Federal Health Minister Jean-Yves Duclos says Ottawa and the provinces and territories have made “significant progress” on a multibillion-dollar health care funding deal and he’s optimistic an agreement can be unveiled at a first ministers meeting within weeks.
“We are confident we are going to get to a good place. I am personally very optimistic and I am looking forward to significant and positive developments in the weeks ahead,” he told a news conference Friday.
Mr. Duclos was responding to a report in The Globe and Mail that Ottawa and the provinces and territories are inching closer toward a 10-year funding deal that would provide a hefty increase in federal health transfers, along with bilateral financial agreements in areas such as long-term care. The Globe had reported that the deal is expected to be announced at the first ministers get-together in February, before the federal budget is tabled in March or April.
In recent negotiations, Mr. Duclos said there has been a “change in tone and direction” from the provinces and territories to accept Ottawa’s demands to modernize data sharing, reduce backlogs in surgeries and diagnostics, retrain and hire more nurses and use medical clinics to handle millions of Canadians without family doctors.
“Everyone agrees, including the premiers, that we need to focus on results for health workers and patients,” he said. “The Prime Minister is eager to meet the premiers and speak openly about the challenges of our health care system and how the provinces should be ready as short and long-term partners.”
Mr. Duclos declined to say if the federal government was prepared to accede to the premiers’ request to cover 35 per cent of the cost of health care, compared with the current 22 per cent. But he said Ottawa is ready to offer significant long-term funding to improve the troubled health care system.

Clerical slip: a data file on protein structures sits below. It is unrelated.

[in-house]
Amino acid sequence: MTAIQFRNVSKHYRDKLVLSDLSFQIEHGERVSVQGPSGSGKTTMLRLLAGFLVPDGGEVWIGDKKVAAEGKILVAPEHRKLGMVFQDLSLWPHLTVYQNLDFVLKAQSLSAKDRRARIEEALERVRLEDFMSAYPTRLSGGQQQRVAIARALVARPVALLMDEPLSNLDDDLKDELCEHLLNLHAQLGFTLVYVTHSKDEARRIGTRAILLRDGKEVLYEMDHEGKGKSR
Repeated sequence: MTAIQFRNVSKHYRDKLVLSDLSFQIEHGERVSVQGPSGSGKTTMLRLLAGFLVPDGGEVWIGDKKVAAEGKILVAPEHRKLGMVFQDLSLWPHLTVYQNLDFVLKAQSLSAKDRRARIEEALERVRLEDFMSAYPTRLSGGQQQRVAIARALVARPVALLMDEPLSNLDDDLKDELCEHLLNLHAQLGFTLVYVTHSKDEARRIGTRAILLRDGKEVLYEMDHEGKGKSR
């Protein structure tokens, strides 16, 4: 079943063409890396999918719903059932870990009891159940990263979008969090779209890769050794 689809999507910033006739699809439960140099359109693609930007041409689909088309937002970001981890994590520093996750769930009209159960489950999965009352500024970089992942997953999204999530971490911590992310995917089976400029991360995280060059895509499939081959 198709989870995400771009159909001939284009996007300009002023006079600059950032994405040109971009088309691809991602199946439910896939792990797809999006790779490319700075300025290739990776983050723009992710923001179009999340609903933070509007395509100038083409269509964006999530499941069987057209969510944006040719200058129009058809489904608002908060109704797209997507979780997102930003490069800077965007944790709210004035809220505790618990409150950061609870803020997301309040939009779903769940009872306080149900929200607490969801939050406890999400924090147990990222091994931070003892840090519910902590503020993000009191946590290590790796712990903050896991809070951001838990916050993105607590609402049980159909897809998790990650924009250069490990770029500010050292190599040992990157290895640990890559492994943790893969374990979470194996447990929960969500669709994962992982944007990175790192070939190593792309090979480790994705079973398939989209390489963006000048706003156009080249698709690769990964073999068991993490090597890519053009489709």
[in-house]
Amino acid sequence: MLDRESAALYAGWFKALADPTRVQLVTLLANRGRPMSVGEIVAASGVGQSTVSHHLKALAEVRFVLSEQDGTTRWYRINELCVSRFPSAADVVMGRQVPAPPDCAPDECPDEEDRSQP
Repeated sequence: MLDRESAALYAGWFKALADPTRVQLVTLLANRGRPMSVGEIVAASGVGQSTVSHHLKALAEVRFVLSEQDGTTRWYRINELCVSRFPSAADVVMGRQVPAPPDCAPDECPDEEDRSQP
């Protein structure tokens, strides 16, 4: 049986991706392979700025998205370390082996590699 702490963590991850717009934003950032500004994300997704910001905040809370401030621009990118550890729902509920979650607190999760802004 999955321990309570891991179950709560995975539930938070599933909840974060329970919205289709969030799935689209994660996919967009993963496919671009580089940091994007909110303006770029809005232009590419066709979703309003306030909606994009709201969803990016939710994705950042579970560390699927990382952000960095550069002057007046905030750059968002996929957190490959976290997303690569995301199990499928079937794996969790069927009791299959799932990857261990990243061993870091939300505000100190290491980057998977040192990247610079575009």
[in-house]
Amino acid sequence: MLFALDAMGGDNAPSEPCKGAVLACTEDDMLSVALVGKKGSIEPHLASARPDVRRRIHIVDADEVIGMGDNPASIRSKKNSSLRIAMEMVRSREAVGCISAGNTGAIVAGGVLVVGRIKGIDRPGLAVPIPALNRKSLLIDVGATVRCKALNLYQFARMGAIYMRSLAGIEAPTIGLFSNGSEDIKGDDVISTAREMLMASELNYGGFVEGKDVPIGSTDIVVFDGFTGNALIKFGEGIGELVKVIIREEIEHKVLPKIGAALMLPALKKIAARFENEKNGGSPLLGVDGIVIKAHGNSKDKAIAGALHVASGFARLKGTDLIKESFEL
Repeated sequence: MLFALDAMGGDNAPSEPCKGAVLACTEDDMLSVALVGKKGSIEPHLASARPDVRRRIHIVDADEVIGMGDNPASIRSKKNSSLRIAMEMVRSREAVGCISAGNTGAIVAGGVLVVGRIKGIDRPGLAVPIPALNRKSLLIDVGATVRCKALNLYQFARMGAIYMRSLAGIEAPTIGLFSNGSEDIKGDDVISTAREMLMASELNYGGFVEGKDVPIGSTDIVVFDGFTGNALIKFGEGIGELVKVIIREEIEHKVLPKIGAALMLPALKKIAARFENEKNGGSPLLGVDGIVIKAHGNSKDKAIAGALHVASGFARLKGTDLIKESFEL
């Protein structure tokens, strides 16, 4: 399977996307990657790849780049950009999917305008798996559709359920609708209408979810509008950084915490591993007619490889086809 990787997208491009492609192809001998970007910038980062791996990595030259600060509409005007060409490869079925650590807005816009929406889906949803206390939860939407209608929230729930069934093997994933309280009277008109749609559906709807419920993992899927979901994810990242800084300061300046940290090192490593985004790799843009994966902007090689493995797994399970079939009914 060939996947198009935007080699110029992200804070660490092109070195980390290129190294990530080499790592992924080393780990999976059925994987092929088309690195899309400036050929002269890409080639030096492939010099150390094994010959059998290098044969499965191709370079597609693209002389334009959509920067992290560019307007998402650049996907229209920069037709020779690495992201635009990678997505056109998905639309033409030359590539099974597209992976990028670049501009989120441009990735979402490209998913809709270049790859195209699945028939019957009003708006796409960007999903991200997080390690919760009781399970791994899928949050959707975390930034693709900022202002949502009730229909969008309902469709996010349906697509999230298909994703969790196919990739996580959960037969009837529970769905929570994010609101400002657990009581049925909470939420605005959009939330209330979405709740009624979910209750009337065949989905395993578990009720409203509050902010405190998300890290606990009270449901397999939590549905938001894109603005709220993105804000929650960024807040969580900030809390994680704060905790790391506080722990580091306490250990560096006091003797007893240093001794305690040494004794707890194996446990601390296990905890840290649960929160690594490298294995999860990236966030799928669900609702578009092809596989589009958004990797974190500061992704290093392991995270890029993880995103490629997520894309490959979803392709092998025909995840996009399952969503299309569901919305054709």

Provincial and territorial governments have been grappling with overcrowded hospitals, long waiting times in emergency rooms, backlogs in medical procedures and shortages of doctors and nurses in the wake of the pandemic and long-term systemic issues.
The Globe reported that any deal would involve billions of dollars of new federal money in transfers and separate funding in bilateral agreements with provinces and territories.
For example, the federal and Ontario governments are deep in talks on a deal that would see Ottawa transfer $70-billion to the province over the next decade, according to two sources, one federal and one provincial. Some of this money would be earmarked under a bilateral agreement for home care and building long-term care facilities to reduce the stress on hospitals, they said. The Globe is not identifying the two sources who were not authorized to discuss the sensitive health care negotiations.
Ontario Premier Doug Ford would not confirm the $70-billion figure when asked on Friday, but insisted that any bilateral agreement would not come at the expense of other provinces and territories.
“I always consult with 12 other premiers on this and it’s not going to be a one-off for Ontario or a one-off for someone else,” he told reporters at an event in London, where he announced that his government will pay for the tuition of paramedics, as it plans to do for nurses.
The premiers had stood firm against any federal conditions in exchange for extra federal funding, but Mr. Ford broke from the pack last week. He announced that Ontario is willing to accept Ottawa’s key demands, including a national health data system.
On Wednesday, Quebec Premier François Legault said he also is ready to share data on the province’s health care systems, a move that Mr. Duclos said has persuaded other premiers to follow in step.
“I wouldn’t be surprised if all premiers admitted that openly in the near future,” Mr. Duclos said.
The Health Minister told reporters that a modern health care data-sharing system is paramount to saving lives. He noted that only 35 per cent of health care professionals have electronic access to patient data and only 35 per cent of patients have access to their medical records.
“If you don’t have access to electronic medical records, it is more difficult for your own health or the health of your loved ones,” he said. “If pharmacists, lab technicians, general practitioners, specialized physicians, if they can’t share data on a patient, it makes it very difficult for them to provide safe care.”
The Health Minister said he is confident that all the premiers will uphold equitable access to medicare in exchange for federal funding so that Canadians are not forced to use their “credit card” to get health care.
A possible outline of a funding deal will be discussed at a federal cabinet retreat taking place on Monday and Tuesday in Hamilton. Prime Minister Justin Trudeau has acknowledged that the country’s health care system is “strained, if not broken” and needs longer-term funding to deal with the shortcomings.